Puslapio vaizdai
PDF
„ePub“

TU QUOQUE.

AN IDYLL IN THE CONSERVATORY.

"-romprons-nous,

Ou ne romprons-nous pas ?”

LE DÉPIT AMOUREUX.

NELLIE.

F I were you, when ladies at the play, sir,

IF

Beckon and nod, a melodrama through,
I would not turn abstractedly away, sir,
If I were you!

FRANK.

If I were you, when persons I affected,
Wait for three hours to take me down to Kew,
I would, at least, pretend I recollected,

If I were you!

NELLIE.

If I were you, when ladies are so lavish,
Sir, as to keep me every waltz but two,

I would not dance with odious Miss M'Tavish
If I were you !

FRANK.

If I were you, who vow you cannot suffer

Whiff of the best,-the mildest "honey-dew," I would not dance with smoke-consuming Puffer, If I were you!

NELLIE.

If I were you, I would not, sir, be bitter,
Even to write the "Cynical Review" ;—

FRANK.

No, I should doubtless find flirtation fitter,

If I were you !

NELLIE.

Really! You would? Why, Frank, you're quite delightful,

Hot as Othello, and as black of hue;
Borrow my fan. I would not look so frightful,
If I were you!

FRANK.

"It is the cause." I mean your chaperon is
Bringing some well-curled juvenile. Adieu!
I shall retire. I'd spare that poor Adonis,
If I were you!

[ocr errors]

NELLIE.

Go, if you will. At once! And by express, sir!
Where shall it be? To China-or Peru?
Go. I should leave inquirers my address, sir,
If I were you!

FRANK.

No, I remain. To stay and fight a duel

Seems, on the whole, the proper thing to do-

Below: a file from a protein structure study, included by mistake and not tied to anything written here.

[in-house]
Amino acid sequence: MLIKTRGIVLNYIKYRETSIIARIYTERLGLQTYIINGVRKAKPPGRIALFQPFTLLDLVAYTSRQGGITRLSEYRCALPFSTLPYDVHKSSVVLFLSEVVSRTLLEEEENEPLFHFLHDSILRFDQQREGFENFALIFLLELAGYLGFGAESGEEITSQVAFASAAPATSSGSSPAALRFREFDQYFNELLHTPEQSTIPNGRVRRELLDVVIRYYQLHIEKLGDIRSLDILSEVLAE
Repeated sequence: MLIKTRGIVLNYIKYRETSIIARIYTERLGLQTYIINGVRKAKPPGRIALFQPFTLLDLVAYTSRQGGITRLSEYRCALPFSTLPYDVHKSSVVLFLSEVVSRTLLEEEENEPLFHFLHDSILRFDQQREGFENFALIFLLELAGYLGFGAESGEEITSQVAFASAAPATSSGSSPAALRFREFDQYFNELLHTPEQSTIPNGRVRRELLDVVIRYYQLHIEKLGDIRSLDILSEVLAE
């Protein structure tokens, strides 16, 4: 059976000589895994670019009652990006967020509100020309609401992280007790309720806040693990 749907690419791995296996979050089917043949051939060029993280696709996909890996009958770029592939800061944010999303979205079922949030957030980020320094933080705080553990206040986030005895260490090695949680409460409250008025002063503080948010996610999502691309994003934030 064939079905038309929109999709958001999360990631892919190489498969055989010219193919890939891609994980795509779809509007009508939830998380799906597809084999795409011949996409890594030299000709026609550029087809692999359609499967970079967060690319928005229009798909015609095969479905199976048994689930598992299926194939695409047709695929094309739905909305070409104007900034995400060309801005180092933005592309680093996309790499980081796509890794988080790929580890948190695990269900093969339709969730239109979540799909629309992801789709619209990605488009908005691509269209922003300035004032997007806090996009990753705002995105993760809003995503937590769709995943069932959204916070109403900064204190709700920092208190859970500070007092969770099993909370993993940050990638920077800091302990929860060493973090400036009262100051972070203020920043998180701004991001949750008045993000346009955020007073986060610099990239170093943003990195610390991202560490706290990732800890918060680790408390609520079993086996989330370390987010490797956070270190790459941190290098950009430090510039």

Ah, you are strong,-I would not then be cruel,
If I were you!

NELLIE.

One does not like one's feelings to be doubted,—

FRANK.

One does not like one's friends to misconstrue,

NELLIE.

If I confess that I a wee-bit pouted ?—

FRANK.

I should admit that I was piqué, too.

NELLIE.

Ask me to dance.

I'd say no more about it,

If I were you!

[Waltz-Exeunt.

A DIALOGUE FROM PLATO.

"Le temps le mieux employé est celui qu'on perd."

I'

CLAUDE TILLIER.

"D"read" three hours. Both notes and text

Were fast a mist becoming;

In bounced a vagrant bee, perplexed,
And filled the room with humming,

Then out. The casement's leafage sways,
And, parted light, discloses

Miss Di., with hat and book,

Of muslin mixed with roses.

-a maze

—and you?"

"You're reading Greek ?" "I am-
"O, mine's a mere romancer!"
"So Plato is." "Then read him-do;
And I'll read mine in answer."

I read. 'My Plato (Plato, too,-
That wisdom thus should harden !)
Declares 'blue eyes look doubly blue
Beneath a Dolly Varden.""

She smiled.

"My book in turn avers

(No author's name is stated)

That sometimes those Philosophers

Are sadly mis-translated."

"But hear,-the next 's in stronger style:

The Cynic School asserted

That two red lips which part and smile
May not be controverted !"

She smiled once more- "" My book, I find,
Observes some modern doctors
Would make the Cynics out a kind
Of album-verse concoctors."

[ocr errors]

Then I-"Why not? Ephesian law,

No less than time's tradition,

Enjoined fair speech on all who saw
DIANA'S apparition.""

She blushed-this time. "If Plato's page No wiser precept teaches,

Then I'd renounce that doubtful sage,

[ocr errors]

And walk to Burnham-beeches."

Agreed," I said. "For Socrates

(I find he too is talking)

« AnkstesnisTęsti »